Following change finally helped me nail down the issue: Go to project properties of the console application project -> Go to Debug tab -> Go to Enable Debuggers section in right pane -> Check the Enable unmanaged code debugging check box as shown in the snapshot below. Root cause of why it happened is still not known to me. Only thing I observed was that there were lot of windows updates which had got installed on my machine the previous night which mostly constituted of office updates and OS updates (More than a dozen KB articles).

Try to run this command

netsh winsock reset

• This works guys!! Try it!! Thanks!! – Paul Alwin Feb 7 at 15:50

The problem may be due to mixed build platforms DLLs in the project. i.e You build your project to Any CPU but have some DLLs in the project already built for x86 platform. These will cause random crashes because of different memory mapping of 32bit and 64bit architecture. If all the DLLs are built for one platform the problem can be solved.

This error should not happen in the managed code. This might solve the issue:

Go to Visual Studio Debugger to bypass this exception:

Tools menu ->Options -> Debugging -> General -> Uncheck this option "Suppress JIT optimization on module load"


Hope it will help.

• Doesn't work at all! – Nickon Jun 10 '13 at 11:07
• I'm sorry that it hasn't work for you. This error is raised for a lot of reasons, I thought, the solution that I have posted , may solve the problem for someone else if the reason is JIT optimization. – curiousBoy Jun 10 '13 at 20:36

I had this problem recently when I changed the development server for a project. I was getting this error on the line of code where I declared a new OracleConnection variable.

After trying many things, including installing hotfixes, I tried changing the references Oracle.DataAccess and System.Data.OracleClient in the project and it worked!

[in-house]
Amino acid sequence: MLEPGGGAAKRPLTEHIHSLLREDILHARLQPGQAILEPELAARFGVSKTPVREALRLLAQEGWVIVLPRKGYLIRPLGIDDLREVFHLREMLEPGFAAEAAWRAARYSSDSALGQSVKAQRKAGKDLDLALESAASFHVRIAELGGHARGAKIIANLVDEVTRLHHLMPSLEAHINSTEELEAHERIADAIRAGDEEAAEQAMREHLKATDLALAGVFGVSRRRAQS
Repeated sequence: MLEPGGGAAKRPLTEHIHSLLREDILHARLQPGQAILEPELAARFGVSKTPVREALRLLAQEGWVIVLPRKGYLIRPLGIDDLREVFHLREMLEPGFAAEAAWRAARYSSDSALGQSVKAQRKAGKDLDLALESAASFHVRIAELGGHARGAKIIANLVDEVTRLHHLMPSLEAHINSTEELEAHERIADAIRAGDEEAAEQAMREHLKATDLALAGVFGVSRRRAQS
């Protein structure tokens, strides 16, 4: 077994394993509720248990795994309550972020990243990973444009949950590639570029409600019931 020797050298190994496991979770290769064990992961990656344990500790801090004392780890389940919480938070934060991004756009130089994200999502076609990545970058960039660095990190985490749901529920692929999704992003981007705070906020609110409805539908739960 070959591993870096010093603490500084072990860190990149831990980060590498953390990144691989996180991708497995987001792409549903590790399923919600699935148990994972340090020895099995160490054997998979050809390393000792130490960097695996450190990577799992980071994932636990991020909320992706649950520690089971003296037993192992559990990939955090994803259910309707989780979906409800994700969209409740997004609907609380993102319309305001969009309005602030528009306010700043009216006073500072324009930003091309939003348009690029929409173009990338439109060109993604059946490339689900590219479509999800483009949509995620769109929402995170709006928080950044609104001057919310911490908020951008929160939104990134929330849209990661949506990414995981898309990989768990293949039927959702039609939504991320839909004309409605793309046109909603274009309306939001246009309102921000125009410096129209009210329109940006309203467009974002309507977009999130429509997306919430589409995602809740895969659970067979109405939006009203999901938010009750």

When a project is moved to a new machine, I suggest you renew all the references added in that project.

I've ran into, and found a resolution to this exception today. It was occurring when I was trying to debug a unit test (NUnit) that called a virtual method on an abstract class.

The issue appears to be with the .NET 4.5.1 install.

I have downloaded .NET 4.5.2 and installed (my projects still reference .NET 4.5.1) and the issue is resolved.

Source of solution:

Did you try turning off DEP (Data Execution Prevention) for your application ?

• I'm not sure that's a good idea. It may well delay the crash but at the cost of doing more damage. I think the best idea, if you're going to crash, is to crash early :-) – paxdiablo Nov 2 '10 at 3:03
• Turning off DEP is unwise but a useful diagnostic exercise. – vcsjones Nov 2 '10 at 3:18
• No I havent tried it, but at this point i'm ready to try anything... – Someone Else Nov 2 '10 at 3:18

It could be hardware. It could be something complicated...but I'd take a stab at suggesting that somewhere your threading code is not protecting some collection (such as a dictionary) with an appropriate lock.

What OS and service pack are you running?

• Running XP 64 SP2. This has happened on multiple servers though. I've gone through everything so many times and i dont see anything thats not thread safe. Also wouldnt i be getting a collection modified error rather than a access viloation? – Someone Else Nov 2 '10 at 3:10

Verifiable code should not be able to corrupt memory, so there's something unsafe going on. Are you using any unsafe code anywhere, such as in buffer processing? Also, the stuff about PInvoke may not be irrelevant, as PInvoke involves a transition to unmanaged code and associated marshaling.

My best recommendation is to attach to a crashed instance and use WinDBG and SOS to dig deeper into what's happening at the time of the crash. This is not for the faint of heart, but at this point you may need to break out more powerful tools to determine what, exactly, is going wrong.

• It mentions PInvoke as a possible cause in the error message. There's no unsafe code. I'll try WinDBG. Thanks. – Someone Else Nov 2 '10 at 3:57

I faced the same issue. My code was a .NET dll (AutoCAD extension) running inside AutoCAD 2012. I am also using Oracle.DataAccess and my code was throwing the same exception during ExecuteNonQuery(). I luckily solved this problem by changing the .net version of the ODP I was using (that is, 2.x of Oracle.DataAccess)

• i'm facing the same issue - autocad .net dll - can you elaborate on what the problem and fix was? – BKSpurgeon Dec 8 '17 at 5:39

Ok, this could be pretty useless and simply anecdotal, but...

This exception was thrown consistently by some Twain32 libraries we were using in my project, but would only happen in my machine.

I tried lots of suggested solutions all over the internet, to no avail... Until I unplugged my cellphone (it was connected through the USB).

And it worked.

Turns out the Twain32 libraries were trying to list my phone as a Twain compatible device, and something it did in that process caused that exception.

Go figure...

in my case the file was open and therefore locked.

I was getting it when trying to load an Excel file using LinqToExcel that was also opened in Excel.

this is all I deeded

    var maps = from f in book.Worksheet<NavMapping>()
select f;
try {
foreach (var m in maps)